Road Trip

9 Mar

I could have stayed in Itacare longer, surfed a few more times and had some amazing falafal, but I couldn´t miss the chance to drive down the coast.

I was nervous at first, sitting passenger to two strangers who would take me past South America’s infamously aggressive drivers in the middle of the night. I sat cautiously with an eye on the speedometer, quietly assessing their every move. But they blew me away and happened to be some of the most cautious drivers I’ve seen in some time. We sped away from Itacare into the unknown, happy and excited. It didn’t take long for us to get lost though and I’m glad I was driving with women, who were much more inclined to continually ask for directions, like the time we pulled into a police station, where the cops looked like they belonged more to a basketball team than a police force.

Everywhere we went people seemed amused and concerned that we were driving through the night. The girls said the reactions were even more interesting when they didn’t have a guy with them. We went along past truck stops and small towns, horses, bats, and stray dogs, bulls and cows and water buffalo, and the occasional wanderer on the side of the road. I kept Gwen company all night and she got us to Tronosco in no time. I had a good time chatting and the ride felt smooth and quick.

It was about 4 am when we arrived.

We decided to sleep in the car instead of parting with one night´s rent and we were a most unusual sight for the locals, especially since we parked right in the center of town.


The guide book had painted Tronosco it as a tranquil ocean side town perched on a cliff. But we weren´t really impressed. So after a brief stop to try Acai (a fruit grown in the Amazon and crushed into a bowl sprinkled with granola), we were on our way again, this time on dirt roads.

This time it was my turn to drive and luckily the girls did not object. I was cautious, but wanted to have my fun on the dirt road and I was surprised when they both kept quiet after some of my turns. I dropped a few hints about my driving history in the interest of full disclosure, but I decided not to go into all of the details. Hey a few speeding tickets never hurt anyone…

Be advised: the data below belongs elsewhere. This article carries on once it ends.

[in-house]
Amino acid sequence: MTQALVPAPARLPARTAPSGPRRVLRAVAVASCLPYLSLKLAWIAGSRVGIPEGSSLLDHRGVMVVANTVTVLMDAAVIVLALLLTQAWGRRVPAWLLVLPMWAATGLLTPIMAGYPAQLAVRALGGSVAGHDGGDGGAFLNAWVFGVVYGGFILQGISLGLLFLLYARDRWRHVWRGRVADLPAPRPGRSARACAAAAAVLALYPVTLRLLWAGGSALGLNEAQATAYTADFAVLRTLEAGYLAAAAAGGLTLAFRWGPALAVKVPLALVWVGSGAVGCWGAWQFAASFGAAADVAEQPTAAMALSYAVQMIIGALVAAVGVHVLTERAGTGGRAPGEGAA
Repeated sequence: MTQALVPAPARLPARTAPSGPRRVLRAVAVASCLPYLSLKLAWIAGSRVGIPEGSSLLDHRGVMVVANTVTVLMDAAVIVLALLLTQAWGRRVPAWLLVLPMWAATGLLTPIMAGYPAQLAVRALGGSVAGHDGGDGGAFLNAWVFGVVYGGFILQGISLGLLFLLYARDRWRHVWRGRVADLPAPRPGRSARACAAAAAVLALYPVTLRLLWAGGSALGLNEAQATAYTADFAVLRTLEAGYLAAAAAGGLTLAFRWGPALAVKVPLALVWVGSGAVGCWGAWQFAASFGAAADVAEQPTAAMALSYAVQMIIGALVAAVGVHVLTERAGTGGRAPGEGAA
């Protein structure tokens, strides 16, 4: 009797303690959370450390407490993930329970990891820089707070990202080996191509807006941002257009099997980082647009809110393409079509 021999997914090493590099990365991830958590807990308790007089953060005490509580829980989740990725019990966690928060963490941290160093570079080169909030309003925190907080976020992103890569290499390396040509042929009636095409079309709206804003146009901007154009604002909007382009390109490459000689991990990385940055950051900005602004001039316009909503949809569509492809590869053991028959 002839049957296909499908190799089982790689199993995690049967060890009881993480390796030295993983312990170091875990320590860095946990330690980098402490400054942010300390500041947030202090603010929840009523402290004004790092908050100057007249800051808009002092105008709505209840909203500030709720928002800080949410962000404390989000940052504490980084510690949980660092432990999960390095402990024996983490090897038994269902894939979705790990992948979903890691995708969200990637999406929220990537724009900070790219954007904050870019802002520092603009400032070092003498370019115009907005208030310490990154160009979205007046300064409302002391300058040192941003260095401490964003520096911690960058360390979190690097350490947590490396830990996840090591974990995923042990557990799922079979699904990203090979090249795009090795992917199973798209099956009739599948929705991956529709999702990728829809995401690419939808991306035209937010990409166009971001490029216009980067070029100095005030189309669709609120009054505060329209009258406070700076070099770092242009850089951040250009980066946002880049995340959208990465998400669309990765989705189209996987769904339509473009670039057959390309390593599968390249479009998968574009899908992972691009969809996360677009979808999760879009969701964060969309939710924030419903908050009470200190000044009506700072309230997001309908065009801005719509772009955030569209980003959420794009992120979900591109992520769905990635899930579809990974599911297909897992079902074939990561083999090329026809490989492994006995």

We pulled into a beach touted as one of the top 10 beaches in Brazil. It’s hard to say exactly what a top 10 beach is supposed to look like but we liked what we saw. We had seen a number of beautiful beaches by this point and we tried hard not to seem jaded.




The highlights were the colorful boats, clear calm waves, and a feeling of remoteness and isolation – this was not an easy beach to get to. It was also incredibly swanky. Pillow lined wooden chairs filled the beach as well as totem poles and restaurants. We split a meal that was pricey, but delicious, and the view over the beach made it worth it.

I also tried some rock climbing using flip flops and just one hand.

I wanted to get a shot of the beach from above and tried climbing the side of a cliff with my camera in hand. I got pretty high up but suddenly realized I would have to get down as well. Kind of like a cat perched up high on a tree, I spent more than a few minutes trying to figure out how I would get down – and trying to conceal my fear by occasionally snapping a picture of the beach. This way I looked like I was a photograph, not someone who was afraid to come down.

Yup, still afraid of heights…

Afterwards we headed out to an island with no cars and no electricity. We would have to leave our stuff in the car and take a small row boat to gain acess.


The island was really chill but we decided we were in the mood for a big city.

So after a nap and a sunset, we decided to drive through the night again. 5 hours of sleep in the last 36.

The directions were fairly easy and I had a good bearing of where we were in relation to the ocean. As long as I kept going South, I figured it would work out.

With no threat of cops and radar detectors, it was the most liberating, fun ride I´d ever had.

Brazil´s major highway is a one lane snake that turns and weaves through the hilly country side, whose mud clay earth glows red, and whose unusually shaped mountains perpetually loom in the background.

The highway is also full of truckers who would rather not share the road if they could. And passing them with the threat of oncoming traffic proved both challenging, and incredibly fun.

We drove all through the night and I developed a sort of language with my lights that I could use to communicate with the truckers, thanking them when they slowed down to let us pass, and showing my displeasure when they did not.


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